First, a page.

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Posted 11 February 2014 - 08:09 AM

Sorry I find this formula in this article I need implement a similar behavior with my obect I need to fix constrain on vertex.

I would move some vertex and calculate the deformation of my object using mesh spring system. Can you help me to model the system?

 

http://www.ecti-thailand.org/assets/papers/1116_pub_36.pdf


Edited by alessio_pi_, 11 February 2014 - 08:11 AM.


#4 Buckeye   Crossbones+   -  Reputation: 6147

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Posted 11 February 2014 - 11:06 AM

FYI: The answer I posted was just the implementation of the formulae in the image you posted, after an infinite amount of time.

 

The question you originally posted is greatly different from implementing the model described in the pdf! The model is for a dynamic situation, changing over time (between the start and end points,) and, using your original post as an example, would take into consideration contraints and other forces on m2 and m3, possibly from other masses not shown. In your posted example, when m4 is moved, m2 and m3 will oscillate, and continue to oscillate after m4 has come to rest. If they're free to move without other constraint, eventually the damping will "stop" m2 and m3, and they will come to rest as I described. If you're not interested in the behavior of m2 and m3 between the start and end of their movement, the method in the article may not be what you're looking for.

 

With regard to modeling the system described in the article, you may find someone (other than me) that will work with you on that. I would, however, suggest that you fully understand what you really want to do, and whether implementation of that model is the correct approach.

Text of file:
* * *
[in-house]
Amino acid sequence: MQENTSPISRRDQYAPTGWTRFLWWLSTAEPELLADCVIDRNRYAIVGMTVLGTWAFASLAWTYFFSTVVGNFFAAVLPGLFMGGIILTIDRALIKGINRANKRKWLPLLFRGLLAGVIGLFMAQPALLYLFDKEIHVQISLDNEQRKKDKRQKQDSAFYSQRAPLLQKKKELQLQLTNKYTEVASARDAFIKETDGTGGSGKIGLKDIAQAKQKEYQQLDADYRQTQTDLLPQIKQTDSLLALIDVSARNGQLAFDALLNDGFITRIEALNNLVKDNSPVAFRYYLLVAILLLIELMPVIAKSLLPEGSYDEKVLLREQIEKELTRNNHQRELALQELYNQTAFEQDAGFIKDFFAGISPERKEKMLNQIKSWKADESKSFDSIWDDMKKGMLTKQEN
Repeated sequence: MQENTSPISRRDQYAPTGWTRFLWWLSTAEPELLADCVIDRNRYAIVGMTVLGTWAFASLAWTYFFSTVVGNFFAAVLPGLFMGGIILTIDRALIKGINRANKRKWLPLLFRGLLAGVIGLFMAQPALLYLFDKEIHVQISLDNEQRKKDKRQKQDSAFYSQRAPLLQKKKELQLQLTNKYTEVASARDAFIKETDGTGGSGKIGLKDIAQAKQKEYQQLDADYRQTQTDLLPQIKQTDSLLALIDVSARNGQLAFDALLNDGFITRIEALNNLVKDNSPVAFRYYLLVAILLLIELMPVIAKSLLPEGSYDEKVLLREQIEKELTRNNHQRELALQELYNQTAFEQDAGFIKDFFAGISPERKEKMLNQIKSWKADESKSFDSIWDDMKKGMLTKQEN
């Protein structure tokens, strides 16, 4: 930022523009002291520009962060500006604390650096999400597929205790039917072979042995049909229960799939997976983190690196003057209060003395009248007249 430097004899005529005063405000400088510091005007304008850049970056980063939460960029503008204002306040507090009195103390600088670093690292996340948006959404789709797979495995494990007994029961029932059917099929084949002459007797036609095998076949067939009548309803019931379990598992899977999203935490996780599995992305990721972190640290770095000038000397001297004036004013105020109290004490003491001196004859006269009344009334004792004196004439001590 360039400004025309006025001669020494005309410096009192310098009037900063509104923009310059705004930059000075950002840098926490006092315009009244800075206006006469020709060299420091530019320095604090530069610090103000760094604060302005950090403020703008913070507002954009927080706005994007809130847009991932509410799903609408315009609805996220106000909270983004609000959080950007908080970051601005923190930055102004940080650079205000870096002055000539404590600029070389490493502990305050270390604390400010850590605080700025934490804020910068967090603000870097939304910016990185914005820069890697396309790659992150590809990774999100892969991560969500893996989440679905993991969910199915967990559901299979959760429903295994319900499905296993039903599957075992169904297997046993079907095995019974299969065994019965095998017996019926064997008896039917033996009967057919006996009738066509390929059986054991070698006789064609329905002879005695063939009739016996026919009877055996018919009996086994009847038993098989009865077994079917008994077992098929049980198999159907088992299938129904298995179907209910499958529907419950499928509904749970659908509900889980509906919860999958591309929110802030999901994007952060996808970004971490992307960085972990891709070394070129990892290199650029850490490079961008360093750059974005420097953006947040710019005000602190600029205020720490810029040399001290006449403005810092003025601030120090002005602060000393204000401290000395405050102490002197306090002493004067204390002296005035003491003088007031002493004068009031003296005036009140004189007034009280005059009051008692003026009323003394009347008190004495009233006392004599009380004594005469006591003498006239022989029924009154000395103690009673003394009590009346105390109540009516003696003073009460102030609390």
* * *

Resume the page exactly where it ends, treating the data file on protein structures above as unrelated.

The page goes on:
Whatever you decide, I hope it works for you.


Edited by Buckeye, 11 February 2014 - 11:08 AM.

Please don't PM me with questions. Post them in the forums for everyone's benefit, and I can embarrass myself publicly.


#5 h4tt3n   Members   -  Reputation: 1227

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Posted 11 February 2014 - 12:48 PM

Hello,

 

I would like to help you implement a mass-spring-damper system, but as the above poster, I am a bit unsure what you want. Are you trying to implement an interactive simulation where the springs and masses move around in  real-time for the user to play with, or are you trying to impement a static, rigid system, where the masses move in an instant and then stand still until moved again?

 

Cheers,

Mike



#6 alessio_pi_   Members   -  Reputation: 112

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Posted 11 February 2014 - 04:12 PM

Thanks very much for reply. I would like implement the model describe in the article but I don't understand how to set up the model and how solve the equation. My idea was try to apply the model describe from the article on a mesh with few vertex and triangles, and my initial example was related to it.

If someone can help me to implement this model I appreciate.

 

Thanks to all.